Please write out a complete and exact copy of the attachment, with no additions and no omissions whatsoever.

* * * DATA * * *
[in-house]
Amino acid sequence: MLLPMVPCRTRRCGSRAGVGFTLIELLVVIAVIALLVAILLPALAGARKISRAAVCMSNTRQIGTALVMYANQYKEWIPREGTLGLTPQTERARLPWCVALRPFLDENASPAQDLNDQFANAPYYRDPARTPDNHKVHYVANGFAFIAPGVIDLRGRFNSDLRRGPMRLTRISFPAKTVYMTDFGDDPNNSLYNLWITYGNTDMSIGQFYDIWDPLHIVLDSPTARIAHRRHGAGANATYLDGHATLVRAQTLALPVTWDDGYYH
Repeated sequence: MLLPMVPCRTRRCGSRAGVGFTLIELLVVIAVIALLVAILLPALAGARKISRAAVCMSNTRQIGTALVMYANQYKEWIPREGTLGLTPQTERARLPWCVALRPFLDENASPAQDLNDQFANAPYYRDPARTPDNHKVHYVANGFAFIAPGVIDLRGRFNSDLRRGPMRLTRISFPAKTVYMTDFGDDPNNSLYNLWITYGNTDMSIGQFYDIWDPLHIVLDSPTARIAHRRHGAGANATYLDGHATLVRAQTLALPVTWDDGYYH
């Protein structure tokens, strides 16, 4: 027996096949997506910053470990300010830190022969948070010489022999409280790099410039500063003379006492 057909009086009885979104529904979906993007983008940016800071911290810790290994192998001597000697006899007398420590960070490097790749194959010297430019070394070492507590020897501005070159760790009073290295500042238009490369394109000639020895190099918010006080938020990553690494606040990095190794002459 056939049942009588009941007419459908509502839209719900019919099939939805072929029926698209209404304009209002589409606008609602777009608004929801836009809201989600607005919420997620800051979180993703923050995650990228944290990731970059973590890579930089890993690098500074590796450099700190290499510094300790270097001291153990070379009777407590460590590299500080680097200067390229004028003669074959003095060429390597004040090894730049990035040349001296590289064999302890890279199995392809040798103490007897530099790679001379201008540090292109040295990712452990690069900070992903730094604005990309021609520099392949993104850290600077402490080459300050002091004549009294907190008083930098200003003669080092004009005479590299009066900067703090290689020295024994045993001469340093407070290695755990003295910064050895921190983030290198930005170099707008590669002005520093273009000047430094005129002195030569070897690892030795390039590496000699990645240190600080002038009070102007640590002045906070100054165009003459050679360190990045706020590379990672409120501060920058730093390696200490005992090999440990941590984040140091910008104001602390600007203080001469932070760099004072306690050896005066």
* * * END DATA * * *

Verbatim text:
[in-house]
Amino acid sequence: MLLPMVPCRTRRCGSRAGVGFTLIELLVVIAVIALLVAILLPALAGARKISRAAVCMSNTRQIGTALVMYANQYKEWIPREGTLGLTPQTERARLPWCVALRPFLDENASPAQDLNDQFANAPYYRDPARTPDNHKVHYVANGFAFIAPGVIDLRGRFNSDLRRGPMRLTRISFPAKTVYMTDFGDDPNNSLYNLWITYGNTDMSIGQFYDIWDPLHIVLDSPTARIAHRRHGAGANATYLDGHATLVRAQTLALPVTWDDGYYH
Repeated sequence: MLLPMVPCRTRRCGSRAGVGFTLIELLVVIAVIALLVAILLPALAGARKISRAAVCMSNTRQIGTALVMYANQYKEWIPREGTLGLTPQTERARLPWCVALRPFLDENASPAQDLNDQFANAPYYRDPARTPDNHKVHYVANGFAFIAPGVIDLRGRFNSDLRRGPMRLTRISFPAKTVYMTDFGDDPNNSLYNLWITYGNTDMSIGQFYDIWDPLHIVLDSPTARIAHRRHGAGANATYLDGHATLVRAQTLALPVTWDDGYYH
């Protein structure tokens, strides 16, 4: 027996096949997506910053470990300010830190022969948070010489022999409280790099410039500063003379006492 057909009086009885979104529904979906993007983008940016800071911290810790290994192998001597000697006899007398420590960070490097790749194959010297430019070394070492507590020897501005070159760790009073290295500042238009490369394109000639020895190099918010006080938020990553690494606040990095190794002459 056939049942009588009941007419459908509502839209719900019919099939939805072929029926698209209404304009209002589409606008609602777009608004929801836009809201989600607005919420997620800051979180993703923050995650990228944290990731970059973590890579930089890993690098500074590796450099700190290499510094300790270097001291153990070379009777407590460590590299500080680097200067390229004028003669074959003095060429390597004040090894730049990035040349001296590289064999302890890279199995392809040798103490007897530099790679001379201008540090292109040295990712452990690069900070992903730094604005990309021609520099392949993104850290600077402490080459300050002091004549009294907190008083930098200003003669080092004009005479590299009066900067703090290689020295024994045993001469340093407070290695755990003295910064050895921190983030290198930005170099707008590669002005520093273009000047430094005129002195030569070897690892030795390039590496000699990645240190600080002038009070102007640590002045906070100054165009003459050679360190990045706020590379990672409120501060920058730093390696200490005992090999440990941590984040140091910008104001602390600007203080001469932070760099004072306690050896005066």